EV tech training program at Alberta college gets $850,000 boost from RBC

The EV technician training program at southern Alberta’s largest technical institute has received a $850,000 donation from the Royal Bank of Canada (RBC) to help ease the critical shortage of EV service technicians across the country.

RBC announced the donation at the Calgary-based Southern Alberta Institute of Technology’s (SAIT) transportation industry night March 23.

Aaron Young, RBC vice-president of automotive financing for RBC, said the investment aims to support Canada’s transition to more sustainable transportation by increasing resources to educate EV technicians.

Noting the critical shortage of automotive technicians, Young said RBC recognizes the complexity of recruiting and retaining technicians.

He also said the company hopes to boost the recruitment of women, who comprise just eight per cent of student technicians across Canada.

The gift will boost both the technology and staffing needed to advance SAIT’s auto technician program, and “accelerate efforts to ensure our graduates have the skills necessary to thrive in the new economy,” said Heather Magotiaux, SAIT’s vice-president of external relations.

SAIT auto technician instructor Matt Carpenter said while only five per cent of vehicles on the road are EVs today, the percentage will increase significantly in coming years.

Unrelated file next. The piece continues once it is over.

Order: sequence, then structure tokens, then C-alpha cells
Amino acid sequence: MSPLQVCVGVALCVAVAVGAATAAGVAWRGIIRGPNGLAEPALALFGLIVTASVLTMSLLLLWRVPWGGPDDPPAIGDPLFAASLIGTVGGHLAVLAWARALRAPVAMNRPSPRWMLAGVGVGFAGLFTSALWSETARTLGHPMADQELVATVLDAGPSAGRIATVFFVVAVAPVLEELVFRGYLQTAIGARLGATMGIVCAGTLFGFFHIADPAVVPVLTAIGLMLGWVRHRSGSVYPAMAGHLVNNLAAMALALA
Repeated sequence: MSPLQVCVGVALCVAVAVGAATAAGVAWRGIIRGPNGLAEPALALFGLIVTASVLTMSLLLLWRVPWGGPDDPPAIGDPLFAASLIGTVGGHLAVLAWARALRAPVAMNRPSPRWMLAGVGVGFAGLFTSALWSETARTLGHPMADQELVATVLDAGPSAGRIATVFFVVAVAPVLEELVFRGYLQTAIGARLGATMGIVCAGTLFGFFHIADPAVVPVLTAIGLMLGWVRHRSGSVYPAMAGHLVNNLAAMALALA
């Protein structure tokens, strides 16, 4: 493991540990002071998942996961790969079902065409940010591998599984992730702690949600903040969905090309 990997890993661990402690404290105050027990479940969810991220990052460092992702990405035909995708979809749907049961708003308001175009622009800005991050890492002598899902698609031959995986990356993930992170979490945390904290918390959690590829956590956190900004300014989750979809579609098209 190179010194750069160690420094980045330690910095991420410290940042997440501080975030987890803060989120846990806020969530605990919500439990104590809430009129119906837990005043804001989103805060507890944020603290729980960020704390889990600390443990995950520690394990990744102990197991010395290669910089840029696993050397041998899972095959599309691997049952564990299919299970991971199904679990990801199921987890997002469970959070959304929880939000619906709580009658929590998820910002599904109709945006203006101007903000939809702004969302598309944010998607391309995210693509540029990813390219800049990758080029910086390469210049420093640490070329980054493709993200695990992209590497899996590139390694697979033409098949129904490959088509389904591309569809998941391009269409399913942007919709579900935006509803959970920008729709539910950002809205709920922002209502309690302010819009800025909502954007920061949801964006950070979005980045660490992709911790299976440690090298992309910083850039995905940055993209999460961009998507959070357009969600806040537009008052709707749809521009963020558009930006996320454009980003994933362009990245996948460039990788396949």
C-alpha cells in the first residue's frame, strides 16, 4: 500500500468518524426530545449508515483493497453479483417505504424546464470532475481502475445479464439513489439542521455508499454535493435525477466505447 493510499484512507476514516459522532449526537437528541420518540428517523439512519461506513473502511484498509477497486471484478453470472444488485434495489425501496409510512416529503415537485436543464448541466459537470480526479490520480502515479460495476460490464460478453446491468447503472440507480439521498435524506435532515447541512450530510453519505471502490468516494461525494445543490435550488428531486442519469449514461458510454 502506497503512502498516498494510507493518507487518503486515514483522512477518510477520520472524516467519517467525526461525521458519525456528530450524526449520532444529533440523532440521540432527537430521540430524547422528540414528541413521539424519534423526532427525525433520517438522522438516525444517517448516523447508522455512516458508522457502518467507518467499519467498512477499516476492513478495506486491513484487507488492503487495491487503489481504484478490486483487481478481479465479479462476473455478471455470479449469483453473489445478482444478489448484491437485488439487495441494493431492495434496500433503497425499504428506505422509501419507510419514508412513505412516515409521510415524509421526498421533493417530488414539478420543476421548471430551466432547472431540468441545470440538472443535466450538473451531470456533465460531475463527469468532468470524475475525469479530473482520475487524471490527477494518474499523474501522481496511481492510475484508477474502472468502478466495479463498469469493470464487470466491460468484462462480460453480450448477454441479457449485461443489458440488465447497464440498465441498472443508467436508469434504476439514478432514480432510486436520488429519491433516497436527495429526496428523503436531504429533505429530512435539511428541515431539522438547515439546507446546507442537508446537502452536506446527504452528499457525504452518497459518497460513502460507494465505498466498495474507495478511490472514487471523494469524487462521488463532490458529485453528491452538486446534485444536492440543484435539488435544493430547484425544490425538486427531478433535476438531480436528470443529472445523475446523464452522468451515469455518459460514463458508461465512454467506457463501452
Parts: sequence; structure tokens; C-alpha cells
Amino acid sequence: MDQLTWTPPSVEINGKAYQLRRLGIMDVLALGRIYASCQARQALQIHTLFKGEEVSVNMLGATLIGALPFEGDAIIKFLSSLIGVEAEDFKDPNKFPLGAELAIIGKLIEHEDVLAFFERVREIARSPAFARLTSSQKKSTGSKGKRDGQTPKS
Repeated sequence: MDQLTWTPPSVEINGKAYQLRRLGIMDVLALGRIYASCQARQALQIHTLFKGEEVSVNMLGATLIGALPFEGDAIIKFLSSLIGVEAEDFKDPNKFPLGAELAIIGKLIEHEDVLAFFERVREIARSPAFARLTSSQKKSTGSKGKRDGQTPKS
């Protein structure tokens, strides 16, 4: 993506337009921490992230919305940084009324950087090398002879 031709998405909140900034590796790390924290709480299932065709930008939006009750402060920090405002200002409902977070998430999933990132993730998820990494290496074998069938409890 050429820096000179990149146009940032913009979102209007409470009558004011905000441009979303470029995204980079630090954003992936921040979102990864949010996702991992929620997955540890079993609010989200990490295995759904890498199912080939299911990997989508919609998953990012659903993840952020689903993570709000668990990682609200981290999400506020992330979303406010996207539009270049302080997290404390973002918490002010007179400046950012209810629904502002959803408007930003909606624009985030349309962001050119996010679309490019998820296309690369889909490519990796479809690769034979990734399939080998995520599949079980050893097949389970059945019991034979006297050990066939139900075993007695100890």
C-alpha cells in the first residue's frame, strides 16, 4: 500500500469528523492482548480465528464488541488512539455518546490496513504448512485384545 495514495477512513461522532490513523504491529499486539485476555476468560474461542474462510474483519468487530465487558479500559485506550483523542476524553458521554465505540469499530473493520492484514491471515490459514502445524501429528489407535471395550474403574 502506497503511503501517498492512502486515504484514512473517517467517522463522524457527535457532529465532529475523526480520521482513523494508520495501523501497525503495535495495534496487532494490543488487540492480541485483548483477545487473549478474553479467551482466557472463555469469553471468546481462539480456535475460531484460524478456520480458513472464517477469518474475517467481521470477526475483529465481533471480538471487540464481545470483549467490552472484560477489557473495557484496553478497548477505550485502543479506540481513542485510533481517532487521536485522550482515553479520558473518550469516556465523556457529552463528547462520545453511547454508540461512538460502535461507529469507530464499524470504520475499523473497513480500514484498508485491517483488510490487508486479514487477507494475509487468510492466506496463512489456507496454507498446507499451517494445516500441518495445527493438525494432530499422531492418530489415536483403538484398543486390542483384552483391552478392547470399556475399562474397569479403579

“We have to make sure we are producing graduates who are able to repair all the vehicles on the road,” said Carpenter. The SAIT program typically has 350 students in either its technician diploma or apprentice programs at any given time, he said.

He has spoken to colleagues across Canada about the challenge of recruiting auto technician students, a career path that has been “not that desirable” for current youth. Statistics Canada reports there were 11,645 job vacancies for automotive service technicians in the second quarter of 2022, more than double the 5,730 openings in the previous year.

Meanwhile, there were 3,084 auto service certificates granted to apprentices who completed their programs in 2020 – a 28 per cent drop from the previous year.

“We could probably train 24/7 and still not produce enough grads to match the industry need. It’s very similar across the country,” Carpenter said.  “I think the growth in EVs is starting to rebuild that excitement.”

Jasmine Chu, who is in her final semester of the diploma program, said she took a “leap of faith” when she entered the program but ended up loving her work. Family, fellow students and instructors support her career path.

But Chu noted a career in auto service still carries a stigma. Her workplace, part of a national auto service chain, still has “older gentlemen” co-workers who don’t treat her as an equal, she said.

“I have experienced a lot of misogynistic behaviour,” she said. “Even now, it’s in the remarks they make. They think they’re being funny but they’re not.”

Fellow student Joshua Severson said he chose the auto technician course because, “I didn’t really want to sit behind a desk my whole life.” He said the EV training he’s getting at SAIT is going to be crucial as more electric vehicles come onto the market.

A key component of EV technician training is how to deal with high-voltage vehicles, Carpenter said.

“When you tell someone there’s 300 volts under the cover, even the silliest, goofiest student starts paying attention,” Carpenter said.

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